Hello this is Calvin! Megan is forcing me to write about our dinner at La Carnita. Instead of asking me nicely to write about our food adventures she just issues vague threats to me every few hours or so, which, I dunno, seems to working thus far so good for her I guess. Prior to La Carnita we were at High Park looking at cherry blossoms through our phones/camera lens, which turned out to be pretty meh since you really are just crowding around a bunch of pink trees with a bunch of other asians. I’d wager you’d get more out of it if you had a picnic there, or a ball to throw around, or something other than just going there to take photos of the cherry blossoms, because you’ll soon realize that they all look…the same. Anyway, we got hungry and headed to La Carnita despite much protestation from both of us because we are lazy and the restaurant was far (and we took the subway down so we didn’t have a car), so much so that we called Arthur (who was in Markham) and asked him to have dinner with us in order to manipulate him into driving us to our destination. Before we could reach him though, we somehow ended up on the subway and were already well on our way to our dinner. Arthur came down anyway.

La Carnita, like a lot of restaurants (for whatever reason) do not have signage out front that explicitly state the name of the establishment, which can make it a pain to locate them sometimes. Luckily, the exterior of La Carnita is all black, with a white Day of the Dead skull on the side of the awnings; the placemat at the front spells out the word GRINGO in bold white type. Pretty sure we were in the right place.

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I was a little bit disappointed when the hostess greeted us in English instead of Spanish to go along with the whole theme. Not that I understand any Spanish of course, but panic and confusion and desperate glances at your friends and awkward smiles are part of the fun when trying new things. We were seated near the back and very quickly settled ourselves and started to comb through the menu.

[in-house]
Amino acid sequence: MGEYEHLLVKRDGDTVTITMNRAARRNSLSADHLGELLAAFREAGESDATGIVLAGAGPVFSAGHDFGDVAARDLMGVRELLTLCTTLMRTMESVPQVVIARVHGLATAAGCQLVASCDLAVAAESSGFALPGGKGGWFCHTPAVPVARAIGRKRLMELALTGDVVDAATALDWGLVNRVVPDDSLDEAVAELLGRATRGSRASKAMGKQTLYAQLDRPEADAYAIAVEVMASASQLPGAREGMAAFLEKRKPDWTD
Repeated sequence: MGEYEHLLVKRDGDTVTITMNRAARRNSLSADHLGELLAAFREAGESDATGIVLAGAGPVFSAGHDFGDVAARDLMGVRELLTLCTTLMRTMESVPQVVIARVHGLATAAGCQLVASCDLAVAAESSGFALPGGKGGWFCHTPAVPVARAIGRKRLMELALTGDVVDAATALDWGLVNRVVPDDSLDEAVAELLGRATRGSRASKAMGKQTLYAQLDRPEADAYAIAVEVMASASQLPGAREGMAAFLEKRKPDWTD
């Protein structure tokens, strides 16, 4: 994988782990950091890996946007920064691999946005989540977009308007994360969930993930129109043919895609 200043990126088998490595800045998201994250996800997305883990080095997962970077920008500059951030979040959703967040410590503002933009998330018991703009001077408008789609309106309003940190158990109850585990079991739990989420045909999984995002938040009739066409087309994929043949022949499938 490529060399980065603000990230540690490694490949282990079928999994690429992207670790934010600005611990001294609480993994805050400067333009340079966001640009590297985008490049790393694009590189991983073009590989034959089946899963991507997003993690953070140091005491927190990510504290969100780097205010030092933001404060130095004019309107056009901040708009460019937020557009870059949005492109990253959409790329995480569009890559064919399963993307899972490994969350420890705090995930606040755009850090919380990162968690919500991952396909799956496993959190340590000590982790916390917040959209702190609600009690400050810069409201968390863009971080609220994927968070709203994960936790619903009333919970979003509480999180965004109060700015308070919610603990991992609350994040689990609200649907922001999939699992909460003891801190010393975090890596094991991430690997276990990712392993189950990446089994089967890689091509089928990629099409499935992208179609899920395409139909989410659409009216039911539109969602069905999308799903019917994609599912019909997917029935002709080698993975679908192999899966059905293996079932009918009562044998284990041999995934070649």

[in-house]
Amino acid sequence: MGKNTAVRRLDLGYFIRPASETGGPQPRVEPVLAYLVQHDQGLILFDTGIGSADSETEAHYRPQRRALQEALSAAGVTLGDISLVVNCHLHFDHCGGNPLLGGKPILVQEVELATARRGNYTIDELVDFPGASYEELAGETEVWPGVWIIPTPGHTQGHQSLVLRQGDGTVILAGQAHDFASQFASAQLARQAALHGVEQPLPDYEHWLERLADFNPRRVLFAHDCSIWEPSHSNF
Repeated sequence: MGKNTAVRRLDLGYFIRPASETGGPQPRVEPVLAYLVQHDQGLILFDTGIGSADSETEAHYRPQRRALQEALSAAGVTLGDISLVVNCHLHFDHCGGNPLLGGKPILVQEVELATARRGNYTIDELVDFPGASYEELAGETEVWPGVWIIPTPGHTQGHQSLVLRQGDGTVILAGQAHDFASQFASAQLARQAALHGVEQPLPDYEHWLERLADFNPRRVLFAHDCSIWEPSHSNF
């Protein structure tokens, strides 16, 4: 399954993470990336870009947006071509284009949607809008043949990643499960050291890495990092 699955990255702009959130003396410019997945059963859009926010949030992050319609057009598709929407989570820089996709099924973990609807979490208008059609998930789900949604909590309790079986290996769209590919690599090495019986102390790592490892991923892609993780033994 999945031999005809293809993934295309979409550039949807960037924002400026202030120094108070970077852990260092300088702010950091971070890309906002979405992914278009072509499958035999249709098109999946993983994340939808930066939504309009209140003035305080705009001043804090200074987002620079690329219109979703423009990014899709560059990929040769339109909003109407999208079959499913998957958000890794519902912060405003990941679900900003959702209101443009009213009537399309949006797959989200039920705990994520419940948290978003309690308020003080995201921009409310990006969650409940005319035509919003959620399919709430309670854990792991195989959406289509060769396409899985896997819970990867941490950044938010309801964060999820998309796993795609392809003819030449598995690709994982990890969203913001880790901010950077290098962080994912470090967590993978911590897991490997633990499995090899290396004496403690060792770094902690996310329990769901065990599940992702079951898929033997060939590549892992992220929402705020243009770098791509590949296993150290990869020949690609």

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The menu is anchored by a healthy selection of tacos (which the waiter recommended 2-4 for each person), complimented by a variety of starters and desserts. We ordered the Mexican Street Corn and Rice & Corn Frituras for starters, and since there were 3 of us, we ordered one of each taco (there are 6, excluding that of the daily special). The starters came and they were all well and good, although the corn was probably a bit overpriced at $8 for 2 pieces. The frituras were like Mexican takoyakis, only stuffed with brown rice and corn instead of octopus.

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Our half dozen tacos arrived shortly after. The server explained to us which each one was, but we weren’t really listening, because you know, hungry. We all picked one and went to town, and about 10 minutes later, no more tacos. And still hungry. So we ordered another half dozen, skipping on the ones that were just alright and doubled up on the ones we fancied. We also got the daily special taco, which had mixed mushrooms in it.

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Of the ones that we all tried (I think we all didn’t try at least one of them), our favourites were the Tostada de Ceviche and In Cod We Trust, but all of them are worth a shot. The tacos are not that big (and are priced accordingly, with most of them under $5), so you can definitely get away with ordering all of them without looking like a taco monster.

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We finished off with some churros and the bill came to just north of $100 for 3 people; if you order drinks then it’d be more, but the pricing is pretty reasonable. By the time we left the restaurant it was cold out and we were glad for Arthur’s companionship but mostly for the transportation that it came with. We sang loudly and poorly to Taylor Swift songs while he tried to get us back to Finch Station as quickly as possible. Overall, it was a good dining experience and we’d definitely come back, but only if Arthur drives us straight there. And maybe could take us shopping or something before that.